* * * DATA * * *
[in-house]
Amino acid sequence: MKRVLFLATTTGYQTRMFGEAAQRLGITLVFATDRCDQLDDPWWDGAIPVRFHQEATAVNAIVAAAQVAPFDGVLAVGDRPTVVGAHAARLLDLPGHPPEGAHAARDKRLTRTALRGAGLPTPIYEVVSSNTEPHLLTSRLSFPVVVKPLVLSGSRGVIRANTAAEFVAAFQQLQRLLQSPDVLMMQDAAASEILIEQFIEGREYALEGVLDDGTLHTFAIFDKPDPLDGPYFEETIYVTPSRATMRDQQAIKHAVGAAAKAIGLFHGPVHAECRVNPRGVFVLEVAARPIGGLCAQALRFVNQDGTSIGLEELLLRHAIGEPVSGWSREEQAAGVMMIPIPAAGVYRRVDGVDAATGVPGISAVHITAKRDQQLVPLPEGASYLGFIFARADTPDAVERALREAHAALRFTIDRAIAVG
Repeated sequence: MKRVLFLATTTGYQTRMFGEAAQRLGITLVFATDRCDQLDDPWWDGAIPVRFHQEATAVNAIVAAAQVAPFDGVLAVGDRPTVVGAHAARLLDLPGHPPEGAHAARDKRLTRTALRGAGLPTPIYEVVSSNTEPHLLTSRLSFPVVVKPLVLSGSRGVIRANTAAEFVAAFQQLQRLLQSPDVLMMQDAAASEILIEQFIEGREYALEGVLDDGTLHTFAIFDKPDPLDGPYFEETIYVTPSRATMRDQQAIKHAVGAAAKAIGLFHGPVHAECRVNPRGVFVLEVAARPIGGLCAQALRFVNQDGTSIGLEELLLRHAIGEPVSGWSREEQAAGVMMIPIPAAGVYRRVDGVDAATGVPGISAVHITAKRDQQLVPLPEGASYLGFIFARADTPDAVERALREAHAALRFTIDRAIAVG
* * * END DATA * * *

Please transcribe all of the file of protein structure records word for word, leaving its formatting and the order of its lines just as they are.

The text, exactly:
[in-house]
Amino acid sequence: MKRVLFLATTTGYQTRMFGEAAQRLGITLVFATDRCDQLDDPWWDGAIPVRFHQEATAVNAIVAAAQVAPFDGVLAVGDRPTVVGAHAARLLDLPGHPPEGAHAARDKRLTRTALRGAGLPTPIYEVVSSNTEPHLLTSRLSFPVVVKPLVLSGSRGVIRANTAAEFVAAFQQLQRLLQSPDVLMMQDAAASEILIEQFIEGREYALEGVLDDGTLHTFAIFDKPDPLDGPYFEETIYVTPSRATMRDQQAIKHAVGAAAKAIGLFHGPVHAECRVNPRGVFVLEVAARPIGGLCAQALRFVNQDGTSIGLEELLLRHAIGEPVSGWSREEQAAGVMMIPIPAAGVYRRVDGVDAATGVPGISAVHITAKRDQQLVPLPEGASYLGFIFARADTPDAVERALREAHAALRFTIDRAIAVG
Repeated sequence: MKRVLFLATTTGYQTRMFGEAAQRLGITLVFATDRCDQLDDPWWDGAIPVRFHQEATAVNAIVAAAQVAPFDGVLAVGDRPTVVGAHAARLLDLPGHPPEGAHAARDKRLTRTALRGAGLPTPIYEVVSSNTEPHLLTSRLSFPVVVKPLVLSGSRGVIRANTAAEFVAAFQQLQRLLQSPDVLMMQDAAASEILIEQFIEGREYALEGVLDDGTLHTFAIFDKPDPLDGPYFEETIYVTPSRATMRDQQAIKHAVGAAAKAIGLFHGPVHAECRVNPRGVFVLEVAARPIGGLCAQALRFVNQDGTSIGLEELLLRHAIGEPVSGWSREEQAAGVMMIPIPAAGVYRRVDGVDAATGVPGISAVHITAKRDQQLVPLPEGASYLGFIFARADTPDAVERALREAHAALRFTIDRAIAVG